This is a call for papers for a special session at the annual MLA convention to take place in Chicago, Jan 3 - 6, 2019.
We live in the internet era with its mirrored online reality where (almost) everything seems quantifiable, searchable and generally predictable. Our minds are trained to apply logic and reason to analyze the world and organize it using the rules of language. Yet there is a realm outside what is expressible in ordinary language, to which literary nonsense points.
According to (Anglo-centric) Western literary scholarship, nonsense literature in its “classical” form is best exemplified by Victorian nonsense in Lewis Carroll’s Alice books (1832-1898) and Edward Lear’s (1812-1888) limericks, mainly from his collections. These works later inspired authors as varied as Christian Morgenstern (poems in Alle Galgenlieder), Franz Kafka (short stories), John Lennon (short stories, e.g., “In His Own Write” and “A Spaniard in the Works”), and many others. Actually, deliberate nonsense is all around us, but we hardly notice it. It is a vital structural component of popular songs, humor, cartooning, and advertising.
The issue is that the term “nonsense literature” is not directly translatable. While in German scholarship on the subject (e.g., Rolf Hildebrandt, Alfred Liede), a useful distinction is made between “Unsinn” (folk and popular nonsense such as nursery rhymes, and ornamental nonsense which includes wordplay and similar devices) and “Nonsense” (literary or “pure” nonsense such as the classic works by Lear and Carroll), and even though nonsense thrives in various forms and literatures across centuries, the meaningful nonsense as a concept is not expressible in most, if not all, languages other than English.
The linguistic connection is important since it reveals an area of incompleteness that compromises our ability to think rationally about important questions that don’t fit easily into the literal frame of language. In fact, nonsense offers a way to overcome the limitations of ordinary logical language and presents an important creative and aesthetic principle, beyond all utilitarian concerns. In its highest form, the nonsense operates at the higher level of the interpretation of reality on the part of the subject—or of the impossibility thereof. Literary nonsense thus sounds like a deliberate, last-ditch attempt to snatch order from the jaws of chaos: the speech of the 'Fool' as opposed to the tale told by an idiot.
Despite having gained increasing critical attention in the recent years, the literature of nonsense still is a largely heterogeneous field lacking a unifying perspective in the comparative literary framework. Therefore, we propose this panel in a hope to expand the concept of nonsense literature beyond Victorian to cover Russian & Eastern European literature of the absurd, Theater of the Absurd, the Zhuangzi, Zen koans etc.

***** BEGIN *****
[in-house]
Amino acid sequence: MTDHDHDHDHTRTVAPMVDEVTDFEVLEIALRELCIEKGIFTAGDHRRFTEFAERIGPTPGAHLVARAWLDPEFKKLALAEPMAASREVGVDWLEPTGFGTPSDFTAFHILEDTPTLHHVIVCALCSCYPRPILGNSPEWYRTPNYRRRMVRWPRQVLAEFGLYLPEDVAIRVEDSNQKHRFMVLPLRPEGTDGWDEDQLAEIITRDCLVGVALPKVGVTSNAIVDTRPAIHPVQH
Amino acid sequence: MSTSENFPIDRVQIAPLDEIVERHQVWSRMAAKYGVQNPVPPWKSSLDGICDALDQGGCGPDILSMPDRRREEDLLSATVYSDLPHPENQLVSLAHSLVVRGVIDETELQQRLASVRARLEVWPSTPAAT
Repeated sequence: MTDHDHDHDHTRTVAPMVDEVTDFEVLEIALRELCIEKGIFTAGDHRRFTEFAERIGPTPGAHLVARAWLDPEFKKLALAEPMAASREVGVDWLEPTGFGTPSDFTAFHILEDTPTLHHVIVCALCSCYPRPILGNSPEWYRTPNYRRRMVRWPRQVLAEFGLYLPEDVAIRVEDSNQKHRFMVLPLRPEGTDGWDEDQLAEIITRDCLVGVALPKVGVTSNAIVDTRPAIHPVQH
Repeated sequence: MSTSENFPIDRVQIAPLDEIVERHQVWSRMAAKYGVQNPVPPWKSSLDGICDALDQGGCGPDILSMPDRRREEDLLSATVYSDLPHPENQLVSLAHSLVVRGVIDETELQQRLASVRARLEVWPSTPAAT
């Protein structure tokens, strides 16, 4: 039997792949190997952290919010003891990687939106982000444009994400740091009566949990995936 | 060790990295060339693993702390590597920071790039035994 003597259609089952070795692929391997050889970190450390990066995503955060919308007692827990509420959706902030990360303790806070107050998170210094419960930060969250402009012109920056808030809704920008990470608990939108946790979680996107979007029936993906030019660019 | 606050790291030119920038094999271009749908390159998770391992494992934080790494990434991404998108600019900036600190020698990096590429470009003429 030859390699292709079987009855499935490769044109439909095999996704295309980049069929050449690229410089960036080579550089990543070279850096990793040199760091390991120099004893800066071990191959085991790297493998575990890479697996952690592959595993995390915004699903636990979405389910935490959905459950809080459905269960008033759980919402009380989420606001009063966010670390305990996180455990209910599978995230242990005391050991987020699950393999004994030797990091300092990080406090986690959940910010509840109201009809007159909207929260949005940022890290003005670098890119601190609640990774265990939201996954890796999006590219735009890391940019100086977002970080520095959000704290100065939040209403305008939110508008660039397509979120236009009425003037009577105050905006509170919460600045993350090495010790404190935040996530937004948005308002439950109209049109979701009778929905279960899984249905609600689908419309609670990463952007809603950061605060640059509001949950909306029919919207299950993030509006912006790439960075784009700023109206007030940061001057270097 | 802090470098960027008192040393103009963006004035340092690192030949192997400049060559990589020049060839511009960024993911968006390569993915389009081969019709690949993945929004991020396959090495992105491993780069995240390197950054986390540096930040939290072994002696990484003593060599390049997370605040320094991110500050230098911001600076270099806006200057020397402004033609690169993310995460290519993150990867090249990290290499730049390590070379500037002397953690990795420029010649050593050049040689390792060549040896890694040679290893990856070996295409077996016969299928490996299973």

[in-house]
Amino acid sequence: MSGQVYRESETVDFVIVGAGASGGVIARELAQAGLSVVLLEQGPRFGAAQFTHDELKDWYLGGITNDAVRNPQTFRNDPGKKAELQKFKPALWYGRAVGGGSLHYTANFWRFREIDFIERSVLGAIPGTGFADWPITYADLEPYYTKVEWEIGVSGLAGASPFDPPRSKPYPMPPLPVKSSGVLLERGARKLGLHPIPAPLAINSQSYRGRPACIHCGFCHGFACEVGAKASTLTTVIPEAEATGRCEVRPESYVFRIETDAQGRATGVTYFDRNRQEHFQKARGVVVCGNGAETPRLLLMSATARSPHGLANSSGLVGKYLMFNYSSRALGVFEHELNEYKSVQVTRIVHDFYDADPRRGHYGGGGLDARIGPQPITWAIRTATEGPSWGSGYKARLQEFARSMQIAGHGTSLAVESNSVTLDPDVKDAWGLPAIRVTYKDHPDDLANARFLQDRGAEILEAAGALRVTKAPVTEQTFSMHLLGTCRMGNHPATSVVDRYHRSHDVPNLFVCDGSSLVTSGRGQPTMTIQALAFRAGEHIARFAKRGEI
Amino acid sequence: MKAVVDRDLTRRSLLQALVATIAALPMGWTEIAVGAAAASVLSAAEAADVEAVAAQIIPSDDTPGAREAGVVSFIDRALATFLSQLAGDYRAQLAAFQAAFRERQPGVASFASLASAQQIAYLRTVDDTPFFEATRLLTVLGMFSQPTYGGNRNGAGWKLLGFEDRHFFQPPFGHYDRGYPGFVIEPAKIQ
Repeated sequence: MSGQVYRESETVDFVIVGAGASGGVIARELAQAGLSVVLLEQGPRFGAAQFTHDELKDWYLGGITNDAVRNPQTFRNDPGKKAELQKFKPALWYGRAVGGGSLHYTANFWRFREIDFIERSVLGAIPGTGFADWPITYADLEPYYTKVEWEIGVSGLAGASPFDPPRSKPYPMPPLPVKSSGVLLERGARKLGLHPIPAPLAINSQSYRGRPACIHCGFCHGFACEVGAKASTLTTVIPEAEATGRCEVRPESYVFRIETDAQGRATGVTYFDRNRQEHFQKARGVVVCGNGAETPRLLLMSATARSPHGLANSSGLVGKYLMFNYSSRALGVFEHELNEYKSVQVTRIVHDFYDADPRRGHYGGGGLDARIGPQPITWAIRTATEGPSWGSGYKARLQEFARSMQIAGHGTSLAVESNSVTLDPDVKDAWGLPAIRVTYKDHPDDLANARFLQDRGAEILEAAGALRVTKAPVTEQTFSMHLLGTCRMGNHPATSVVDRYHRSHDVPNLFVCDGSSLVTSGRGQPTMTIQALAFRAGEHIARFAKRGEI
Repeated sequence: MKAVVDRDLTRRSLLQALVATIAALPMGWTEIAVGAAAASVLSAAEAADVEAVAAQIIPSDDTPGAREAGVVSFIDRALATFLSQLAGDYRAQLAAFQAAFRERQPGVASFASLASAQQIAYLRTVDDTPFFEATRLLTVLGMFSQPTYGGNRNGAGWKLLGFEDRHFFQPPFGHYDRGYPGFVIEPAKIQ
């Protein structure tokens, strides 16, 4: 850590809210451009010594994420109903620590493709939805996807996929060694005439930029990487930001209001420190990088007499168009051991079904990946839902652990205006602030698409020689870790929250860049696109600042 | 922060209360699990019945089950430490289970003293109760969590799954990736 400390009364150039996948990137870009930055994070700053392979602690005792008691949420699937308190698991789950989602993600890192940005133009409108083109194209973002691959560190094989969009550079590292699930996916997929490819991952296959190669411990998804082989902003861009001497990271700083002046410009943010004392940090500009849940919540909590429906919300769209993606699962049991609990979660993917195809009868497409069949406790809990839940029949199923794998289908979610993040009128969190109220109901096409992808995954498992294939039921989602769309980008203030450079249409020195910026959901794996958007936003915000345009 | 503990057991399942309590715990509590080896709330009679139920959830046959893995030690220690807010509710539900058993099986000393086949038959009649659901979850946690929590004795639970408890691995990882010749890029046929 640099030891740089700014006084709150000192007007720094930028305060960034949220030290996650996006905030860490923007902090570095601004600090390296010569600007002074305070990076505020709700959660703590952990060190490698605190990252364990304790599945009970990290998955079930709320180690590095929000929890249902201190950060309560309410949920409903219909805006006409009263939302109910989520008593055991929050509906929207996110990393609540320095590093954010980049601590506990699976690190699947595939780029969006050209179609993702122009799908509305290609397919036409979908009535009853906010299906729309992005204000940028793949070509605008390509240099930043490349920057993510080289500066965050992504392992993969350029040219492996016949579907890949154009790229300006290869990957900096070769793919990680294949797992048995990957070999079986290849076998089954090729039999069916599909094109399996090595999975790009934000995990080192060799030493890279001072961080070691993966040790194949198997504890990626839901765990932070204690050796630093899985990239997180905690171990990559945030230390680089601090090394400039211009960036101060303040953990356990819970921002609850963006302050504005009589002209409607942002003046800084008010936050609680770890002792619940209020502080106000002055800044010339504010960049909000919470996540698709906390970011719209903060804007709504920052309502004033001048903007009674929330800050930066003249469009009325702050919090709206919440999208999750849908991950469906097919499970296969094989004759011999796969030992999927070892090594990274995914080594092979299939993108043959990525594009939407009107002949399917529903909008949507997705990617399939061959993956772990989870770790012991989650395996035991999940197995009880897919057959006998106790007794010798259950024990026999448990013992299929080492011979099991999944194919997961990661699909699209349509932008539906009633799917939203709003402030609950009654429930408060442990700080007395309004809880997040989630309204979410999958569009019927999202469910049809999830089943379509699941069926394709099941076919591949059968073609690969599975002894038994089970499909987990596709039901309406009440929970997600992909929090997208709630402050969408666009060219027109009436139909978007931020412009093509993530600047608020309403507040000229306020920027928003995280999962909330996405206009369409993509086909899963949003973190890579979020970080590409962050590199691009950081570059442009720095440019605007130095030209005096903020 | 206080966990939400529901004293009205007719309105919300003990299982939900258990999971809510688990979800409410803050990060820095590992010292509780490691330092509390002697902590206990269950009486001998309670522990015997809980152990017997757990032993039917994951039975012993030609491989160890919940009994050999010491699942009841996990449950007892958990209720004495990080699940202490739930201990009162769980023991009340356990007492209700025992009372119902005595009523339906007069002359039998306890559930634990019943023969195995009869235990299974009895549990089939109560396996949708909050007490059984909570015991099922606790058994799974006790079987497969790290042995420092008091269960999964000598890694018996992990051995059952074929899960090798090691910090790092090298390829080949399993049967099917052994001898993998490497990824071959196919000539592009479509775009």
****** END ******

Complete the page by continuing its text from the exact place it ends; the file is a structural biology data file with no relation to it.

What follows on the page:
Proposed paper topics may include, but are not limited to:
- analyzing specific works of literary nonsense, esp. from minor national literatures
- introducing new perspectives on nonsense theories in philosophy and literary studies (the Stoics, Hegel, Nietzsche, Derrida, Blanchot, Nancy, Merleau-Ponty, Wittgenstein and Deleuze) and literature (Stewart, Lecercle, Tigges et al.)
- exploring relation of nonsense to the unconscious domain of thought (e.g., surrealism)
- discussing nonsense communication strategies of meaning, e.g., the use of metaphor, paradox, and private language
- analyzing specific forms of nonsense such as nursery rhymes with nonce words
- nonsense in the age of electronic literature and the post-truth era.
We seek papers from researchers and postgraduate students across the humanities, philosophy, and linguistics that combine creative, multiple disciplinary and cutting-edge epistemologies. Particularly welcome are papers in comparative literature and East Asian literature. Interested participants should provide their short CV and a 250-word abstract to Mr. Radovan Škultéty, email@example.com by 10 March 2018.
Note: This CFP is NOT an official submission to the MLA convention. MLA requires the submitters to first convene a panel and elicit contributions. The convener will then send in the panel proposal for approval to the MLA. Decisions on proposals come out usually at the end of March/early April.
MLA annual convention is the largest and most important conference of the year for scholars of languages and literature in North America. Language departments of many universities and colleges interview candidates for teaching positions at the convention. It is a great chance to gain exposure in the U.S. academia. It is of particular interest to PhD. students in the last year of their programs. For more information on MLA annual convention and the arrangement of special sessions incl. call for papers, please, visit https://www.mla.org/Convention/.
Radovan Škultéty, special session convener
Shih Chien University (Taipei) lecturer
National Taiwan University, Dept. of Foreign Languages and Literatures, PhD. candidate